He suggested one longer term advantage to using PRM could be that it could assist in predicting what type of intervention would be best with specific individuals or families.

''If we can figure out our best bet of what to offer to whom and when, we can better take advantage of predictive analytics and eventually move from a culture of risk to a culture of opportunity.''

One of his concerns with PRM used to predict maltreatment was that maltreatment was difficult to define as a behaviour.

Each type of maltreatment could theoretically have a different set of causes.

''Should they all be lumped together? Testing each type of maltreatment separately and then combining types that respond similarly within the model is highly advised,'' Prof Shlonksy said.

 

Complicated setting

Dr Pierse also questioned whether PRM would perform well in the complicated setting of child abuse which involved complex correlated problems including violence, sexual abuse and neglect which might have differing risk factors and ''perhaps interventions''.

The application document acknowledged there had been mixed reactions from academic and practitioner communities about this use of PRM, which is untried.

Work on PRM since 2012 has included a feasibility study, an ethical review, an ethical review on Maori issues, peer reviews and a privacy impact assessment.

There was a risk that findings from the research could be misinterpreted by some audiences and feed existing social prejudices and stereotypes, and the need to mitigate the potential for such harm was recognised.

Other ethical issues noted in the study application were the possibility of doing harm through a breach of confidentiality, the use of data without individuals' consent, as well as the risk identified by Ms Tolley about identifying children considered at high risk without offering a routine response to the risk.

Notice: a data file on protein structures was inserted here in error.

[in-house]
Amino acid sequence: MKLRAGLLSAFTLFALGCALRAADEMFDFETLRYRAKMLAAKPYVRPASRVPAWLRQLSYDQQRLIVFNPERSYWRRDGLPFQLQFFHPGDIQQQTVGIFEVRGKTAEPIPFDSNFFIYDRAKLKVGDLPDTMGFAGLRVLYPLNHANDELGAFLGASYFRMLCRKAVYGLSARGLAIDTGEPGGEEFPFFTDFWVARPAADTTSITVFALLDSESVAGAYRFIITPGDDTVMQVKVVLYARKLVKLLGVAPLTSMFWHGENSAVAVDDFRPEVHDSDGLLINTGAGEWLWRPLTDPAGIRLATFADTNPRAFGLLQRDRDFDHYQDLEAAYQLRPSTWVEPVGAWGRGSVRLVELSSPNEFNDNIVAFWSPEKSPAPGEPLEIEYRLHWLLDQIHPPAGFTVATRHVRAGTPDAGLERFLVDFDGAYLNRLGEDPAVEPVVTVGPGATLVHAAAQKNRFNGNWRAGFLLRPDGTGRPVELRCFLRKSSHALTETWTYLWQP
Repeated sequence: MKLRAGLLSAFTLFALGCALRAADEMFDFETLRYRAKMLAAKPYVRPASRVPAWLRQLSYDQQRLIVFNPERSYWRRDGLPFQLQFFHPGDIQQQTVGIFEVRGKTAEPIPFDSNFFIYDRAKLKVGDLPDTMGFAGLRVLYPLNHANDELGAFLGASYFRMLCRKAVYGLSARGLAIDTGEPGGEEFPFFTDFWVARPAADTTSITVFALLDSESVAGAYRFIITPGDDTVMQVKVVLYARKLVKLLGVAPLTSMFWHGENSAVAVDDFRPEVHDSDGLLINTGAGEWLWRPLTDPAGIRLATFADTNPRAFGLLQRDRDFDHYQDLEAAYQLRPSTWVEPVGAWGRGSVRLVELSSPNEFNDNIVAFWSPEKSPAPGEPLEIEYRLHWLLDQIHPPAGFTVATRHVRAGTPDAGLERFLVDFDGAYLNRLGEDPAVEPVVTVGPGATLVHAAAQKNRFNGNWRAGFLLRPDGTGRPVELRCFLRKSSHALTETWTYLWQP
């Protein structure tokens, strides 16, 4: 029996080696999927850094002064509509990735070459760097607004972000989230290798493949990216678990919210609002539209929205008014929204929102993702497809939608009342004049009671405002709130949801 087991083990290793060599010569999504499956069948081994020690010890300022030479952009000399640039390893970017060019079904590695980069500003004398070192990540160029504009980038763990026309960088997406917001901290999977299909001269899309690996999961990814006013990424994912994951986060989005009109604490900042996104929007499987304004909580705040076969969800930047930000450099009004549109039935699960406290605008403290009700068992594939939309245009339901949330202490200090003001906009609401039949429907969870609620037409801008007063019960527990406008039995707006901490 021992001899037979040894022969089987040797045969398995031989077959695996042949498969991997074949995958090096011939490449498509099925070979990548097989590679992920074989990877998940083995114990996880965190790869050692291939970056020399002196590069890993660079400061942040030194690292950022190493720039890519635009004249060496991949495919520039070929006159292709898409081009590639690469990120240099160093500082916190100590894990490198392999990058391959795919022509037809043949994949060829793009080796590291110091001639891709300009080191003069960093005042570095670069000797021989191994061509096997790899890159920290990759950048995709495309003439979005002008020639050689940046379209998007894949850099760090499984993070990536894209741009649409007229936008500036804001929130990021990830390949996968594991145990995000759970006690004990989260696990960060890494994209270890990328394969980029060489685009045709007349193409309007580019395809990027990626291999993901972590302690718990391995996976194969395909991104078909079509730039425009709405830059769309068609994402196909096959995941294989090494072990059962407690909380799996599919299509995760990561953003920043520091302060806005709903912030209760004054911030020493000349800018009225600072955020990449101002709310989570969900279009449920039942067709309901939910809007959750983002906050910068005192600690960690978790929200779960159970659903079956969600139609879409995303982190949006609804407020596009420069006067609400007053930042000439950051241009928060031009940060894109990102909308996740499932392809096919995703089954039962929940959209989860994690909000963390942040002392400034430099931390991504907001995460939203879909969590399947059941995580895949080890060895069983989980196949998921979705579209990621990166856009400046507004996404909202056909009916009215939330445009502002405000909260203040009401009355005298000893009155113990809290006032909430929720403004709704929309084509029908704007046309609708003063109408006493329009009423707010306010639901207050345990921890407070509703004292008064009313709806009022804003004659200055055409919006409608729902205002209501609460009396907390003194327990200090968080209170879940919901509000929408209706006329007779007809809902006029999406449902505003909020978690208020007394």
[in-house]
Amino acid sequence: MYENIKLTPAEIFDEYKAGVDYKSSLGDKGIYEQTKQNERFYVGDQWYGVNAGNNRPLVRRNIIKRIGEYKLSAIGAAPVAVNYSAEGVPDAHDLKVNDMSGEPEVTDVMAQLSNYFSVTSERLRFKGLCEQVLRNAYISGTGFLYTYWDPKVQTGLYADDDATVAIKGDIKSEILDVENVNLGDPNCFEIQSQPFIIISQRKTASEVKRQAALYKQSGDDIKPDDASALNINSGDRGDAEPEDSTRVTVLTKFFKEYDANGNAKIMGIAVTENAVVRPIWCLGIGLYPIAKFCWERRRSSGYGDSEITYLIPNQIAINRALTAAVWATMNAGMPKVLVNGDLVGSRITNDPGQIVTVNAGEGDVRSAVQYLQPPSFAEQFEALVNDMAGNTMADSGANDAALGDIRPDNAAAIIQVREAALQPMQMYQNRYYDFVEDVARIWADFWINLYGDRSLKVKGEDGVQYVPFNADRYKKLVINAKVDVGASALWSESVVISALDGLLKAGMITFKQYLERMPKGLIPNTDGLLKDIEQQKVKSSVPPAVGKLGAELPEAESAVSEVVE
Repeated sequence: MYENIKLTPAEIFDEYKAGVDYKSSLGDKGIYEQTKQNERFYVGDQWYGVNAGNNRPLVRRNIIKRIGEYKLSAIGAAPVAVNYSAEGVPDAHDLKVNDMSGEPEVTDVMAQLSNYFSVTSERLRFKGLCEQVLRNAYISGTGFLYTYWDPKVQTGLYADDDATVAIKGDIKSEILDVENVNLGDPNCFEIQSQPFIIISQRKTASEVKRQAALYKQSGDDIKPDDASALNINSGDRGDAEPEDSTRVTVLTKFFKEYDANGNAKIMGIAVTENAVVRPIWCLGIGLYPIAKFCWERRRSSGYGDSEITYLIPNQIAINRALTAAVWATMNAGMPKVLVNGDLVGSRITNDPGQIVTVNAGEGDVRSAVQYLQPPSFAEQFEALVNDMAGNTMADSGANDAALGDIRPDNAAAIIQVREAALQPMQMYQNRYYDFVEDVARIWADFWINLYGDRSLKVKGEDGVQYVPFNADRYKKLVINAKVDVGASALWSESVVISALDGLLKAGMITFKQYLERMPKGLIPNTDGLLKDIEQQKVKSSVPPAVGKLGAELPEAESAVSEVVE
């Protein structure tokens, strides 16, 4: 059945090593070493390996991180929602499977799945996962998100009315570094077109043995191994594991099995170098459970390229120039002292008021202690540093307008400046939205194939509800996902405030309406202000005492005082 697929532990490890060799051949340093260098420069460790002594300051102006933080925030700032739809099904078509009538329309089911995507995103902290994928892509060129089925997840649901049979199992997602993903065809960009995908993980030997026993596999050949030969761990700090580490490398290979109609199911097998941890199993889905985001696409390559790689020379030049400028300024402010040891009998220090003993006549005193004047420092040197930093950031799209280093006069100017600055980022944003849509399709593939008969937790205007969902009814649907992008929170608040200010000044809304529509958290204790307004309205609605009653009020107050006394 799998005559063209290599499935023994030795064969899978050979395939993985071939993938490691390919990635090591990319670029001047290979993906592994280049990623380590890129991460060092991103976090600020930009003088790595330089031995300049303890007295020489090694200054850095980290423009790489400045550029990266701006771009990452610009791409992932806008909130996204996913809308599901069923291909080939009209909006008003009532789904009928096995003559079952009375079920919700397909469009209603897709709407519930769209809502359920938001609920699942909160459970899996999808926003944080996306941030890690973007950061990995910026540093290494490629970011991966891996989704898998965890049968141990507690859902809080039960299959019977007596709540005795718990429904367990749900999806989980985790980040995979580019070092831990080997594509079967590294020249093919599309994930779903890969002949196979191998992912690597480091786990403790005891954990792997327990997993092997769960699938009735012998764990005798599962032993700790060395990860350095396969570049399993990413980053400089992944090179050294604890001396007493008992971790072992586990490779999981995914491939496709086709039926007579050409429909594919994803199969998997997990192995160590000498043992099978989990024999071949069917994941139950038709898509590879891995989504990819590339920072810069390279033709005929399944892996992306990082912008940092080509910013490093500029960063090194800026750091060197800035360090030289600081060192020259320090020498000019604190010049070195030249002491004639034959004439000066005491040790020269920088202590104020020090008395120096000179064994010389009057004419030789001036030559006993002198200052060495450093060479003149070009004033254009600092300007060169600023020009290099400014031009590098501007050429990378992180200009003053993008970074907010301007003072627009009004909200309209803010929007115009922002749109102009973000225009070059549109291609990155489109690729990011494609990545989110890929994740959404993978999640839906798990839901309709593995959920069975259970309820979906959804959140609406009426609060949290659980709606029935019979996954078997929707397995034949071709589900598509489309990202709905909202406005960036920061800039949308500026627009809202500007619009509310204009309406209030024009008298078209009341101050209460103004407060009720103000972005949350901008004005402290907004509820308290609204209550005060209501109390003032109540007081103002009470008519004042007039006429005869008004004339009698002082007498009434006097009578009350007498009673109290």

The future of the use of PRM to identify children considered at risk of abuse is not yet clear.

Since the stopping of the observational study, the Ministry of Social Development has been given approval to proceed with a test expected to involve 20 historic anonymised cases.

Participating intake social workers will be divided into two groups - one will have the PRM score and training on how to use it, the other will have case study information without the PRM.

The decisions made by all participants will be compared with a consensus view of what would be the best decision, developed by an expert panel.

The ministry considers this testing, which is expected to cost up to $100,000, should be completed early next year.

It will generate more information on whether, in practice, risks can be mitigated and the benefits outweigh the harms.

This would be crucial to deciding whether to fully test PRM.

Any subsequent testing ''in a real-life setting'' would require new discussion with the privacy commissioner ''and potentially a new privacy impact assessment'', the ministry said.

Last December, the ministry also advised Ms Tolley that if a decision was made to use PRM in the live setting in the CYF contact centre, it would be done without creating a list of ''potentially high need'' children.

Instead, the system would run on an ''ask and answer'' basis where information for any child would only be extracted and combined once the child had been the subject of a report of concern and a request for the information had been made by an intake social worker.